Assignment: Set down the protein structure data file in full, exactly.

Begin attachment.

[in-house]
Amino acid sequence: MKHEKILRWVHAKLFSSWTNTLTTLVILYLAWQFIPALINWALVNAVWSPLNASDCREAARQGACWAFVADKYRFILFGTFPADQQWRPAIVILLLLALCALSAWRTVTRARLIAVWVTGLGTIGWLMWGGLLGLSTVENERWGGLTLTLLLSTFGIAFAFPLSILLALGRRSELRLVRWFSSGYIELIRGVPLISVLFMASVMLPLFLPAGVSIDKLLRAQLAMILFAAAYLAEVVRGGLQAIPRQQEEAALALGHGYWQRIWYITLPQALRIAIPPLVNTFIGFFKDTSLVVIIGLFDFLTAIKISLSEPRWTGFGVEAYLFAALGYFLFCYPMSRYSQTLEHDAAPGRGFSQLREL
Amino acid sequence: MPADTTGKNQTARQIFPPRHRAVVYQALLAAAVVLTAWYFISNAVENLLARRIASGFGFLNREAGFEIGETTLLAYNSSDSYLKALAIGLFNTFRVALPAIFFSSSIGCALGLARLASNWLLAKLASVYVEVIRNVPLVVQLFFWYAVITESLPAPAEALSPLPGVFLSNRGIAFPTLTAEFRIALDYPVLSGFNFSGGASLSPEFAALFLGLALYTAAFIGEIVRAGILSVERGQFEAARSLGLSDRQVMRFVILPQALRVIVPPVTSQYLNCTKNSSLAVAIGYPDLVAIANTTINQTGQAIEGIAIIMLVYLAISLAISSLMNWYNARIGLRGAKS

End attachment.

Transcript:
[in-house]
Amino acid sequence: MKHEKILRWVHAKLFSSWTNTLTTLVILYLAWQFIPALINWALVNAVWSPLNASDCREAARQGACWAFVADKYRFILFGTFPADQQWRPAIVILLLLALCALSAWRTVTRARLIAVWVTGLGTIGWLMWGGLLGLSTVENERWGGLTLTLLLSTFGIAFAFPLSILLALGRRSELRLVRWFSSGYIELIRGVPLISVLFMASVMLPLFLPAGVSIDKLLRAQLAMILFAAAYLAEVVRGGLQAIPRQQEEAALALGHGYWQRIWYITLPQALRIAIPPLVNTFIGFFKDTSLVVIIGLFDFLTAIKISLSEPRWTGFGVEAYLFAALGYFLFCYPMSRYSQTLEHDAAPGRGFSQLREL
Amino acid sequence: MPADTTGKNQTARQIFPPRHRAVVYQALLAAAVVLTAWYFISNAVENLLARRIASGFGFLNREAGFEIGETTLLAYNSSDSYLKALAIGLFNTFRVALPAIFFSSSIGCALGLARLASNWLLAKLASVYVEVIRNVPLVVQLFFWYAVITESLPAPAEALSPLPGVFLSNRGIAFPTLTAEFRIALDYPVLSGFNFSGGASLSPEFAALFLGLALYTAAFIGEIVRAGILSVERGQFEAARSLGLSDRQVMRFVILPQALRVIVPPVTSQYLNCTKNSSLAVAIGYPDLVAIANTTINQTGQAIEGIAIIMLVYLAISLAISSLMNWYNARIGLRGAKS